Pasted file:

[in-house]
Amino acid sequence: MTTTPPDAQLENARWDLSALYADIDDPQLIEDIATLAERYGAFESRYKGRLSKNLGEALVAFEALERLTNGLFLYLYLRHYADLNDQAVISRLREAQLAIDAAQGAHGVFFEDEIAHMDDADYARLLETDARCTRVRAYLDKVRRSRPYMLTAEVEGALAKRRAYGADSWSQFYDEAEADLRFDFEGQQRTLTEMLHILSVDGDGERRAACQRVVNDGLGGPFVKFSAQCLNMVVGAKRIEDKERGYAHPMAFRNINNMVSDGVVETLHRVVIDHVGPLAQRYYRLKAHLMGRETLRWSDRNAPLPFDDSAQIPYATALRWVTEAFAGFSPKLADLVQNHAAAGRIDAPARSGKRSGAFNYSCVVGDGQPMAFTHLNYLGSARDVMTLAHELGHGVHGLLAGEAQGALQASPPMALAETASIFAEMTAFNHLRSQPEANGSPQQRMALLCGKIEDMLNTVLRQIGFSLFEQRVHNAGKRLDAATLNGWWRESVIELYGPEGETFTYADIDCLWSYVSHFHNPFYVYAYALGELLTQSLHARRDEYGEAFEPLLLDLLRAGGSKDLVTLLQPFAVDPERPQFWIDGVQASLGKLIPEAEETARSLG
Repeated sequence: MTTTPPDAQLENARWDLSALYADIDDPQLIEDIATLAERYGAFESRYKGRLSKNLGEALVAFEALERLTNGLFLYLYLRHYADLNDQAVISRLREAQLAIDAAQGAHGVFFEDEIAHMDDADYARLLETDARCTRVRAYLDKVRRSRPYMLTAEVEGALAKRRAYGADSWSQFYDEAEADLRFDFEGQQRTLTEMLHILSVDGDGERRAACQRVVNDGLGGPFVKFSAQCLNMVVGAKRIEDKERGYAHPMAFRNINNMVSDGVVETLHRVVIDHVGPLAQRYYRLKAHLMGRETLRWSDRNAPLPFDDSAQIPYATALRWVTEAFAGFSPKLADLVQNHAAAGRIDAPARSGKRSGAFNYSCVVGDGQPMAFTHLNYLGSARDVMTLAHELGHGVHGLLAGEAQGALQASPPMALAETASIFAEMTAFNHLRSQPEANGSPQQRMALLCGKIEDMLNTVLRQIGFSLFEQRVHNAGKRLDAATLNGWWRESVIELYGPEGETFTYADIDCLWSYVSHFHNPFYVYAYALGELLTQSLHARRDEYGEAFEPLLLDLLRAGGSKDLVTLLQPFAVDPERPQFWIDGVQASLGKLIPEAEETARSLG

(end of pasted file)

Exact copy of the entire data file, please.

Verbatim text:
[in-house]
Amino acid sequence: MTTTPPDAQLENARWDLSALYADIDDPQLIEDIATLAERYGAFESRYKGRLSKNLGEALVAFEALERLTNGLFLYLYLRHYADLNDQAVISRLREAQLAIDAAQGAHGVFFEDEIAHMDDADYARLLETDARCTRVRAYLDKVRRSRPYMLTAEVEGALAKRRAYGADSWSQFYDEAEADLRFDFEGQQRTLTEMLHILSVDGDGERRAACQRVVNDGLGGPFVKFSAQCLNMVVGAKRIEDKERGYAHPMAFRNINNMVSDGVVETLHRVVIDHVGPLAQRYYRLKAHLMGRETLRWSDRNAPLPFDDSAQIPYATALRWVTEAFAGFSPKLADLVQNHAAAGRIDAPARSGKRSGAFNYSCVVGDGQPMAFTHLNYLGSARDVMTLAHELGHGVHGLLAGEAQGALQASPPMALAETASIFAEMTAFNHLRSQPEANGSPQQRMALLCGKIEDMLNTVLRQIGFSLFEQRVHNAGKRLDAATLNGWWRESVIELYGPEGETFTYADIDCLWSYVSHFHNPFYVYAYALGELLTQSLHARRDEYGEAFEPLLLDLLRAGGSKDLVTLLQPFAVDPERPQFWIDGVQASLGKLIPEAEETARSLG
Repeated sequence: MTTTPPDAQLENARWDLSALYADIDDPQLIEDIATLAERYGAFESRYKGRLSKNLGEALVAFEALERLTNGLFLYLYLRHYADLNDQAVISRLREAQLAIDAAQGAHGVFFEDEIAHMDDADYARLLETDARCTRVRAYLDKVRRSRPYMLTAEVEGALAKRRAYGADSWSQFYDEAEADLRFDFEGQQRTLTEMLHILSVDGDGERRAACQRVVNDGLGGPFVKFSAQCLNMVVGAKRIEDKERGYAHPMAFRNINNMVSDGVVETLHRVVIDHVGPLAQRYYRLKAHLMGRETLRWSDRNAPLPFDDSAQIPYATALRWVTEAFAGFSPKLADLVQNHAAAGRIDAPARSGKRSGAFNYSCVVGDGQPMAFTHLNYLGSARDVMTLAHELGHGVHGLLAGEAQGALQASPPMALAETASIFAEMTAFNHLRSQPEANGSPQQRMALLCGKIEDMLNTVLRQIGFSLFEQRVHNAGKRLDAATLNGWWRESVIELYGPEGETFTYADIDCLWSYVSHFHNPFYVYAYALGELLTQSLHARRDEYGEAFEPLLLDLLRAGGSKDLVTLLQPFAVDPERPQFWIDGVQASLGKLIPEAEETARSLG